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The Soviet Experience, Volume 4
String Quartets by Dmitri Shostakovich and His Contemporaries

Shostakovich: String Quartets Nos. 13-15
Schnittke: String Quartet No. 3
Pacifica Quarteth
Review By Joe Milicia

 

  With this release the Pacifica Quartet completes its traversal of the 15 Shostakovich string quartets, with each of the four 2-CD sets (each 2-for-the-price-of-1) including a quartet by another Soviet-era composer. In this case it's Alfred Schnittke's Third Quartet, a 1983 work that makes allusions to Shostakovich's music and in a number of ways seems as death-haunted as the older composer's final three quartets, which date 1970-74. As with the previous entries in the series, the Pacifica players offer superlative performances, well captured by Cedille's talented engineers. (And as before, we get an interesting Soviet-era poster for the cover.)

One valuable bonus of the Cedille sets has been the booklet essays, each by a different Shostakovich or Soviet-music scholar. Volume 4's author is Gerald McBurney, who opens with a commentary on artists' "late styles" and goes on to offer interpretations based not only on the tonal and thematic complexities of Shostakovich's (and Schnittke's) quartets but their allusiveness, almost as if each quartet contained a web of secret code referring, for example, to the Boris Godunov scene of the czar's death, or a passage in Shostakovich's own Sixth Symphony, or even the name of one of the Beethoven Quartet players who premiered these works. Clearly these are works that reward many repeated listenings for their musical connections both internal and external.

I hasten to add, for those who are new to these quartets, that the music is far from purely intellectual: there is plenty of raw emotional power in each work, brought out wrenchingly by the Pacifica's performances. Their recordings of the earlier quartets were notable for the warmth and richness of their sound (not typical adjectives for performances of Shostakovich's quartets), but I found an increased fierceness in the latest set: an acid edge that cuts through some of what might be interpreted as the despairing gloom of a number of passages.

Each quartet has its own distinctive features. The 13th is a single19-minute arc of slow-fast-slow played without pause, punctuated at times with sounds of the stick of the bow tapped on the rounded underside of the instrument. The 14th is in three separate movements, Allegretto-Adagio-Allegretto, though with some shifts of tempo that complicate the overall structure. The 15th consists, astonishingly, of six Adagio movements, each casting its own spell, and played without pause. (The only other long sequence of slow movements I can think of is Haydn's Seven Last Words on the Cross, composed for orchestra but adapted for string quartet; Shostakovich must have had that example in mind, even if there are no allusions to the music itself.) Each quartet features extended solos for one or more of the four players, and these are performed searingly by the Pacifica members.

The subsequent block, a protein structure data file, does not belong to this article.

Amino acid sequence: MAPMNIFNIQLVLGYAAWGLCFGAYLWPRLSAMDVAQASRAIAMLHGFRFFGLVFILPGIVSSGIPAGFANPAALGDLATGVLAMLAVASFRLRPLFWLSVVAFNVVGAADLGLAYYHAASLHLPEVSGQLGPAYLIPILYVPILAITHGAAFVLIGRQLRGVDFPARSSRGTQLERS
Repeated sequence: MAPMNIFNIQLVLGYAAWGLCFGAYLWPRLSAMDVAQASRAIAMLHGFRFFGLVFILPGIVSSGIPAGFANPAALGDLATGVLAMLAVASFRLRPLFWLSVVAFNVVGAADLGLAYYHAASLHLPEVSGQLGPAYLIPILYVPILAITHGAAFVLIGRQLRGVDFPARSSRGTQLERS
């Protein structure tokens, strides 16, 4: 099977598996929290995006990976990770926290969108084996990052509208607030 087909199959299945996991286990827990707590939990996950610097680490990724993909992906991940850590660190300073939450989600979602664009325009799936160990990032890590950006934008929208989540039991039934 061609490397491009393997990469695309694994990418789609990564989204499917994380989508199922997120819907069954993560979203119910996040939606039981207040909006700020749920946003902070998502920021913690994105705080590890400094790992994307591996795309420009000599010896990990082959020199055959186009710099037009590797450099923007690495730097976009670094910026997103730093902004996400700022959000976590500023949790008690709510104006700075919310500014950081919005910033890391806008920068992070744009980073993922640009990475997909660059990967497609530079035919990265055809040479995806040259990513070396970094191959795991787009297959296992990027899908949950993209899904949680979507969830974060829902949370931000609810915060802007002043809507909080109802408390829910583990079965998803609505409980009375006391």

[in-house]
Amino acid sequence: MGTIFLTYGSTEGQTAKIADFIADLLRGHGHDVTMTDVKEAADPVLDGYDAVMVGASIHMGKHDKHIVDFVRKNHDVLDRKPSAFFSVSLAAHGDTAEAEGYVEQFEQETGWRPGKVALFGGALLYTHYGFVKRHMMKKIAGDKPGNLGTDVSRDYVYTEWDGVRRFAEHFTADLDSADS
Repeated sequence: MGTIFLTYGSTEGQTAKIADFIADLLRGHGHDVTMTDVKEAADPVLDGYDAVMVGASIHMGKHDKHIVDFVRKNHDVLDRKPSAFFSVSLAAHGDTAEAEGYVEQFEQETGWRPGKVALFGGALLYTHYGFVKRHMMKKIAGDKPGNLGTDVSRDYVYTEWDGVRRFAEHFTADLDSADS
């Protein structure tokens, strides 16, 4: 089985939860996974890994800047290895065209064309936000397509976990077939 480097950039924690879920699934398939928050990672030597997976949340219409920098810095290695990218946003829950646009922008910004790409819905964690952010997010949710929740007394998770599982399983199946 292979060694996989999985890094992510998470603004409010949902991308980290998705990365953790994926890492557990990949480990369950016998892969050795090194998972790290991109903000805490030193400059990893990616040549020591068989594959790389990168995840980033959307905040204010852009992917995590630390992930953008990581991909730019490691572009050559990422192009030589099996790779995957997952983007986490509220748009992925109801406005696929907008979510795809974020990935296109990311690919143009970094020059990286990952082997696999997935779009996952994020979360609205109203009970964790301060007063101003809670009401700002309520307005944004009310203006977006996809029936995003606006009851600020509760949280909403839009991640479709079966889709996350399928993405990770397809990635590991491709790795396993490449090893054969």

Schnittke was younger than Shostakovich by 13 years but seems a generation apart in his chameleonic musical styles. In his works allusions to musical styles of the past sometimes become so prominent that he might best be thought of as a postmodernist (in contrast to Shostakovich's modernism): the very fabric of some of his music is a weave or pastiche of different styles, often jarringly combined. His Third Quartet opens with what sounds like Renaissance music, and is in fact derived from Orlando di Lasso's Stabat Mater; this is followed by a near quotation of the theme from Beethoven's Grosse Fuge for string quartet, and then a section playing with the notes D-Eb-C-B, Shostakovich's "D.Sch." signature motto used in his Tenth Symphony and many other places. All this material is interwoven in the rest of the movement. The second movement, a scherzo of sorts, features a minor-key agitato theme that could have come from the Classical era but is disrupted or pursued by violent outbursts of more expressionistic music. The finale has elements of a funeral march. I haven't made comparisons with other performances, but can say that the Pacifica are convincing and indeed stunning in their virtuosity.

I can't say that I will listen to this set as often as to the earlier Pacifica sets of both Shostakovich and the companion quartets by Miaskovsky, Prokofiev and Weinberg, any more than I'd throw on a CD of the Seven Last Words very often for easy listening; but I do give highest recommendation to all four 2-CD sets. There are some classic performances of the Shostakovich quartets available at bargain prices, but the Pacifica's interpretations can stand alongside them, and none has been better recorded, capturing both the beauty and what one might almost call the violence of the string sounds Shostakovich sometimes calls for.

 

 

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